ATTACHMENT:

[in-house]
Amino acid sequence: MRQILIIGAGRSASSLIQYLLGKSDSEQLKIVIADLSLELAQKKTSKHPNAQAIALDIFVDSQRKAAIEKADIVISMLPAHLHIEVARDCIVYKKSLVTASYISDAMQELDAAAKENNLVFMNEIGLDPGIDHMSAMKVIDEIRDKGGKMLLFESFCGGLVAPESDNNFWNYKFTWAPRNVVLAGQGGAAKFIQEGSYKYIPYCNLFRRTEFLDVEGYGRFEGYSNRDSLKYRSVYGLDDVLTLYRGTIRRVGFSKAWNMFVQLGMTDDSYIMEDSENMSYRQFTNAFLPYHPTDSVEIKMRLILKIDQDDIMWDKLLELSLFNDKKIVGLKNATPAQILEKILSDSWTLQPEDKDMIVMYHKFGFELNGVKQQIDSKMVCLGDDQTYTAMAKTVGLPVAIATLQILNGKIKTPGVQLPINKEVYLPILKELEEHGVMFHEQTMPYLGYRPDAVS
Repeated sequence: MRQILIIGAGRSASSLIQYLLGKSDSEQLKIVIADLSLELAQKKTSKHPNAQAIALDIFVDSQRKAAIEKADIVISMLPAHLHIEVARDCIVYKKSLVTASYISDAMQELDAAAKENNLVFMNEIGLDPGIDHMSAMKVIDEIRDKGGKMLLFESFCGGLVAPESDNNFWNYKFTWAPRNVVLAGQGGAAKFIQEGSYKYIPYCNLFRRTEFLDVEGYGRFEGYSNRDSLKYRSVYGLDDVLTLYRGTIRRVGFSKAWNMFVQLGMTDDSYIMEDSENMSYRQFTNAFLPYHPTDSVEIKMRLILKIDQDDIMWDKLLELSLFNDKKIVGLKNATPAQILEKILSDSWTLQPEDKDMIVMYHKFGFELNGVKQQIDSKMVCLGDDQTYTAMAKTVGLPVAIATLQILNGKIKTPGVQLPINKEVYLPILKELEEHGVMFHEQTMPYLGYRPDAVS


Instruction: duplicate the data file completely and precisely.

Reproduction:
[in-house]
Amino acid sequence: MRQILIIGAGRSASSLIQYLLGKSDSEQLKIVIADLSLELAQKKTSKHPNAQAIALDIFVDSQRKAAIEKADIVISMLPAHLHIEVARDCIVYKKSLVTASYISDAMQELDAAAKENNLVFMNEIGLDPGIDHMSAMKVIDEIRDKGGKMLLFESFCGGLVAPESDNNFWNYKFTWAPRNVVLAGQGGAAKFIQEGSYKYIPYCNLFRRTEFLDVEGYGRFEGYSNRDSLKYRSVYGLDDVLTLYRGTIRRVGFSKAWNMFVQLGMTDDSYIMEDSENMSYRQFTNAFLPYHPTDSVEIKMRLILKIDQDDIMWDKLLELSLFNDKKIVGLKNATPAQILEKILSDSWTLQPEDKDMIVMYHKFGFELNGVKQQIDSKMVCLGDDQTYTAMAKTVGLPVAIATLQILNGKIKTPGVQLPINKEVYLPILKELEEHGVMFHEQTMPYLGYRPDAVS
Repeated sequence: MRQILIIGAGRSASSLIQYLLGKSDSEQLKIVIADLSLELAQKKTSKHPNAQAIALDIFVDSQRKAAIEKADIVISMLPAHLHIEVARDCIVYKKSLVTASYISDAMQELDAAAKENNLVFMNEIGLDPGIDHMSAMKVIDEIRDKGGKMLLFESFCGGLVAPESDNNFWNYKFTWAPRNVVLAGQGGAAKFIQEGSYKYIPYCNLFRRTEFLDVEGYGRFEGYSNRDSLKYRSVYGLDDVLTLYRGTIRRVGFSKAWNMFVQLGMTDDSYIMEDSENMSYRQFTNAFLPYHPTDSVEIKMRLILKIDQDDIMWDKLLELSLFNDKKIVGLKNATPAQILEKILSDSWTLQPEDKDMIVMYHKFGFELNGVKQQIDSKMVCLGDDQTYTAMAKTVGLPVAIATLQILNGKIKTPGVQLPINKEVYLPILKELEEHGVMFHEQTMPYLGYRPDAVS